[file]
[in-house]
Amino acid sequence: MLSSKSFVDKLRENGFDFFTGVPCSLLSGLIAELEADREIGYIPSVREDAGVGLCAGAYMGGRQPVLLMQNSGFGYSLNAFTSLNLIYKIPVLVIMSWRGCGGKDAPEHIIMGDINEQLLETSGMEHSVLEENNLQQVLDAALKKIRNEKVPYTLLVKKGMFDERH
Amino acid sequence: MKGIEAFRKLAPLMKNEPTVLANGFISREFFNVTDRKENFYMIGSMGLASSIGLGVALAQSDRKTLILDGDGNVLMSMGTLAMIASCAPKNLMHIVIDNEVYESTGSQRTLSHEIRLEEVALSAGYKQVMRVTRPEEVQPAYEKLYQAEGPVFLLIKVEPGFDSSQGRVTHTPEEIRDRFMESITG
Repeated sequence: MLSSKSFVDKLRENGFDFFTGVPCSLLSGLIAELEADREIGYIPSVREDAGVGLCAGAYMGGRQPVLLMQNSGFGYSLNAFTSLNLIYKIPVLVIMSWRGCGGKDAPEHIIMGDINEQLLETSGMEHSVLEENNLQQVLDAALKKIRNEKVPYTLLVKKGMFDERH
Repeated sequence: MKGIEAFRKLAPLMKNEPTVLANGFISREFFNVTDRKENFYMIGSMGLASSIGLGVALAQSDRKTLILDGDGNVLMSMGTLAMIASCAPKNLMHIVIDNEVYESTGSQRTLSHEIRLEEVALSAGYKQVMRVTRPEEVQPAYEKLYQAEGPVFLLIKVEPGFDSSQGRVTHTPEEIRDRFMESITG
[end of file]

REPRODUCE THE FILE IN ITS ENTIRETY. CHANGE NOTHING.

[in-house]
Amino acid sequence: MLSSKSFVDKLRENGFDFFTGVPCSLLSGLIAELEADREIGYIPSVREDAGVGLCAGAYMGGRQPVLLMQNSGFGYSLNAFTSLNLIYKIPVLVIMSWRGCGGKDAPEHIIMGDINEQLLETSGMEHSVLEENNLQQVLDAALKKIRNEKVPYTLLVKKGMFDERH
Amino acid sequence: MKGIEAFRKLAPLMKNEPTVLANGFISREFFNVTDRKENFYMIGSMGLASSIGLGVALAQSDRKTLILDGDGNVLMSMGTLAMIASCAPKNLMHIVIDNEVYESTGSQRTLSHEIRLEEVALSAGYKQVMRVTRPEEVQPAYEKLYQAEGPVFLLIKVEPGFDSSQGRVTHTPEEIRDRFMESITG
Repeated sequence: MLSSKSFVDKLRENGFDFFTGVPCSLLSGLIAELEADREIGYIPSVREDAGVGLCAGAYMGGRQPVLLMQNSGFGYSLNAFTSLNLIYKIPVLVIMSWRGCGGKDAPEHIIMGDINEQLLETSGMEHSVLEENNLQQVLDAALKKIRNEKVPYTLLVKKGMFDERH
Repeated sequence: MKGIEAFRKLAPLMKNEPTVLANGFISREFFNVTDRKENFYMIGSMGLASSIGLGVALAQSDRKTLILDGDGNVLMSMGTLAMIASCAPKNLMHIVIDNEVYESTGSQRTLSHEIRLEEVALSAGYKQVMRVTRPEEVQPAYEKLYQAEGPVFLLIKVEPGFDSSQGRVTHTPEEIRDRFMESITG